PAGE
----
So our UX team learned, through collaboration with the business stakeholders, what the value proposition was for this feature. The business stakeholders learned, through collaboration, that the feature was deeper, more complicated and had more profound implications than were obvious at first glance. And both business stakeholders and the UX team learned from customers that this really wasn’t going to help us sell any more product.
Missing from this story is our development team. They never got involved other than some initial feedback about the feasibility and technical difficulties of various proposals. They continued to work on the already prioritized and understood features.
If we had decided to go ahead and build this feature, there would have been additional collaboration all up and down the chain focusing on development implications. (There are frequently even more missed functionality discoveries once development starts. Having open lines of communication to clear these up quickly is important.) By the time implementation was complete, business, UX, developers and end users would all understand and confirm the value of the feature.
Ultimately, the decision was made not to add this functionality in the next sprint. The total elapsed time between the initial prioritization of the idea and its abandonment as top priority was 3 days. But what I really love about this process is that we actually significantly moved the ball forward on this feature. We didn’t drop the idea completely, we just adjusted its priority. And the knowledge and understanding of the problem didn’t disappear. The user story is still in our system and it is linked directly to prototypes that explore the problem, questions and comments by all stakeholders, decisions and resolutions that are recorded along with their reasoning.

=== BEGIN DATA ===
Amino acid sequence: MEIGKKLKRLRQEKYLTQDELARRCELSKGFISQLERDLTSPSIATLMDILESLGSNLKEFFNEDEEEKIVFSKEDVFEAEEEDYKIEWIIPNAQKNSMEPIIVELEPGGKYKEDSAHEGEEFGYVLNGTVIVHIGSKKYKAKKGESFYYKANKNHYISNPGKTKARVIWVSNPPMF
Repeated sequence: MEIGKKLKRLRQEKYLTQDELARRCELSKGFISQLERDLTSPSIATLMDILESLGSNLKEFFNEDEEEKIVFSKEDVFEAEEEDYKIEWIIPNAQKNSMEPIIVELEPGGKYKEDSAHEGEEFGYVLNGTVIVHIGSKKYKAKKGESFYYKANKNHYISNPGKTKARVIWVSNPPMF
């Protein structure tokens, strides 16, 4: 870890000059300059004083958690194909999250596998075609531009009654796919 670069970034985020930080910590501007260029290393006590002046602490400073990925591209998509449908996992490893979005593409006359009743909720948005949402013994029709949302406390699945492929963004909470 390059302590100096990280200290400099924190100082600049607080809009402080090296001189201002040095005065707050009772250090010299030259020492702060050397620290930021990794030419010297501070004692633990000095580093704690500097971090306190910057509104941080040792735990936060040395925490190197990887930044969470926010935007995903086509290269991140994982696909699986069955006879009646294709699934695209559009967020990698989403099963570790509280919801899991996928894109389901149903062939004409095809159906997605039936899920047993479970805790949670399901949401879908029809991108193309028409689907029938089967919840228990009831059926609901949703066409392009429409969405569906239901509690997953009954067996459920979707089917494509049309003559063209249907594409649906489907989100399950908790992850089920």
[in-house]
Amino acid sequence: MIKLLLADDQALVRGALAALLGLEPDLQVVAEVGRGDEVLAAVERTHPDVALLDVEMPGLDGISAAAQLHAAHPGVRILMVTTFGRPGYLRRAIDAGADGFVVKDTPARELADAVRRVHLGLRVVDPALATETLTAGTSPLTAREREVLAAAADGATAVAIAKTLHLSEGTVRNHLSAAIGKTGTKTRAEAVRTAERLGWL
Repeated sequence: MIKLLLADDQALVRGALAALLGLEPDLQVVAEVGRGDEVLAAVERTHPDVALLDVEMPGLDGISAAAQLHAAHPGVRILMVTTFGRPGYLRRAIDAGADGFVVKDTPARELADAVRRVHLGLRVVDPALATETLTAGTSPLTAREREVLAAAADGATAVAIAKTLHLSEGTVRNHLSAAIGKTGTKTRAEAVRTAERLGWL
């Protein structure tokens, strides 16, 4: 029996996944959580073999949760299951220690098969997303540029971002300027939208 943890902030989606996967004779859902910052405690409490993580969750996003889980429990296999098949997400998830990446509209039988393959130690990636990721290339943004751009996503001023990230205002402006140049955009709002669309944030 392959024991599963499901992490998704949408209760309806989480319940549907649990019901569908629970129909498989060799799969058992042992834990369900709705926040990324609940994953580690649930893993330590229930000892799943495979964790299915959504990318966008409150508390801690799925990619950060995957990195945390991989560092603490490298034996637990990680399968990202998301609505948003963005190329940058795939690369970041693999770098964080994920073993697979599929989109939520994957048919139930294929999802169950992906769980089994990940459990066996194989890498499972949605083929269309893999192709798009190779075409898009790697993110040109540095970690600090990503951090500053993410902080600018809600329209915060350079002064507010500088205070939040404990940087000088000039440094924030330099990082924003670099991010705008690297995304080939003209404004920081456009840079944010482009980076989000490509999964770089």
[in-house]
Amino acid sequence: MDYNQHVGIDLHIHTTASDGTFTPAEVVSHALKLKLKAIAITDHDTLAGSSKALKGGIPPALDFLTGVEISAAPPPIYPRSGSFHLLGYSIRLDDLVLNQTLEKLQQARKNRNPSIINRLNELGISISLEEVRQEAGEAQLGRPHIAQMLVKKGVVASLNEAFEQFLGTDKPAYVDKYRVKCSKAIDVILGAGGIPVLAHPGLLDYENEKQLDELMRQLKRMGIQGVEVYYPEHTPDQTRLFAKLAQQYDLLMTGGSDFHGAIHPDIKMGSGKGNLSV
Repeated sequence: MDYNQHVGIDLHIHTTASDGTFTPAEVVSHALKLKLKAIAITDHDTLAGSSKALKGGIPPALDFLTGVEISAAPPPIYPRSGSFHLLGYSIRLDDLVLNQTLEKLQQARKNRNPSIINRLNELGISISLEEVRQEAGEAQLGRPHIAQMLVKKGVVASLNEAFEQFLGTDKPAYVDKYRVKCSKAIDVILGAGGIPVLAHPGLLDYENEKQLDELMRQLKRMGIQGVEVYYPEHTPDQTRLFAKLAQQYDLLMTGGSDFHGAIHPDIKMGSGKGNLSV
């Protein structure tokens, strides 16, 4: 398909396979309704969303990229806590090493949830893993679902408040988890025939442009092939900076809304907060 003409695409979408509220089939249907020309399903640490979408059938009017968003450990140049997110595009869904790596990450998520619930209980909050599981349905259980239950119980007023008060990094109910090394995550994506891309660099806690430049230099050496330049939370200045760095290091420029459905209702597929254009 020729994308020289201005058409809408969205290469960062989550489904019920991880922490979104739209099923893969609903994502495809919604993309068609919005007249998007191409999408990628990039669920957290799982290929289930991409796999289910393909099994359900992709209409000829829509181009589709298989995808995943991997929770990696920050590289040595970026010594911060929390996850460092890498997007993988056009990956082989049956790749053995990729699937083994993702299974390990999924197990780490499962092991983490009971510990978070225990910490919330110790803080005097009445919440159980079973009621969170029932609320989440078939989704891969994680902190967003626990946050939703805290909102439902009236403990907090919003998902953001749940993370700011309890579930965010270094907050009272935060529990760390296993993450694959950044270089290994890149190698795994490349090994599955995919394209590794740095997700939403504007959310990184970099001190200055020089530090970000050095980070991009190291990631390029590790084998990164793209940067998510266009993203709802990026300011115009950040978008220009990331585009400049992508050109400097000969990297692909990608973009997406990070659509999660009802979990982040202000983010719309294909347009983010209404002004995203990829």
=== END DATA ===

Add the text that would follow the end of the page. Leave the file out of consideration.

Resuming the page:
Something else you’ll notice about this story is that for each step in the collaboration, there are defined roles: business analysts prioritize the user stories and communicate that to UX. UX investigates the stories and communicates those issues to business analysts. Part of UX’s investigation involves testing hypotheses with end users.
This process emphasizes my two touchstones for successful UX: user testing and validation, and creation of a shared understanding. One other feature of this method of collaboration is that you need to maintain structure and responsibility for the various stages of the collaboration. This is not free-form brainstorming. It’s adding collaboration to a defined process. Business analysts do their work, and then they are required to communicate it to UX. The communication is a two-way street, with the goal of creating shared understanding. UX pros do their work and communicate it to business analysts, end users and developers, again in a back-and-forth process that listens to feedback, gathers evidence and responds to it.